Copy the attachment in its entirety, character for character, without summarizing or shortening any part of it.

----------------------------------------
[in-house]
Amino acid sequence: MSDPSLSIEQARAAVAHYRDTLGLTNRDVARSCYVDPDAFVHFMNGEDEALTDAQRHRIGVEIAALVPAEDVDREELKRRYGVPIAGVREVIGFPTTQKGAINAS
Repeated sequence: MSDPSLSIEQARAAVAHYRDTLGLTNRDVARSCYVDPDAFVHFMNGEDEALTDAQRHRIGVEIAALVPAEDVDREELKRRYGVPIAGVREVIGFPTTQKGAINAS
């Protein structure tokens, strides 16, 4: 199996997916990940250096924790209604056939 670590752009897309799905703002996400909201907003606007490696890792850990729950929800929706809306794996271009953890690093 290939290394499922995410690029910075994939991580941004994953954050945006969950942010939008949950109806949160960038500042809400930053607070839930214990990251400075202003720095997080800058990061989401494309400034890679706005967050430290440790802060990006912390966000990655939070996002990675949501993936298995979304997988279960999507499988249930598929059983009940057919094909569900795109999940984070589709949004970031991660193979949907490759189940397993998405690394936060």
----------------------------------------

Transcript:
[in-house]
Amino acid sequence: MSDPSLSIEQARAAVAHYRDTLGLTNRDVARSCYVDPDAFVHFMNGEDEALTDAQRHRIGVEIAALVPAEDVDREELKRRYGVPIAGVREVIGFPTTQKGAINAS
Repeated sequence: MSDPSLSIEQARAAVAHYRDTLGLTNRDVARSCYVDPDAFVHFMNGEDEALTDAQRHRIGVEIAALVPAEDVDREELKRRYGVPIAGVREVIGFPTTQKGAINAS
């Protein structure tokens, strides 16, 4: 199996997916990940250096924790209604056939 670590752009897309799905703002996400909201907003606007490696890792850990729950929800929706809306794996271009953890690093 290939290394499922995410690029910075994939991580941004994953954050945006969950942010939008949950109806949160960038500042809400930053607070839930214990990251400075202003720095997080800058990061989401494309400034890679706005967050430290440790802060990006912390966000990655939070996002990675949501993936298995979304997988279960999507499988249930598929059983009940057919094909569900795109999940984070589709949004970031991660193979949907490759189940397993998405690394936060």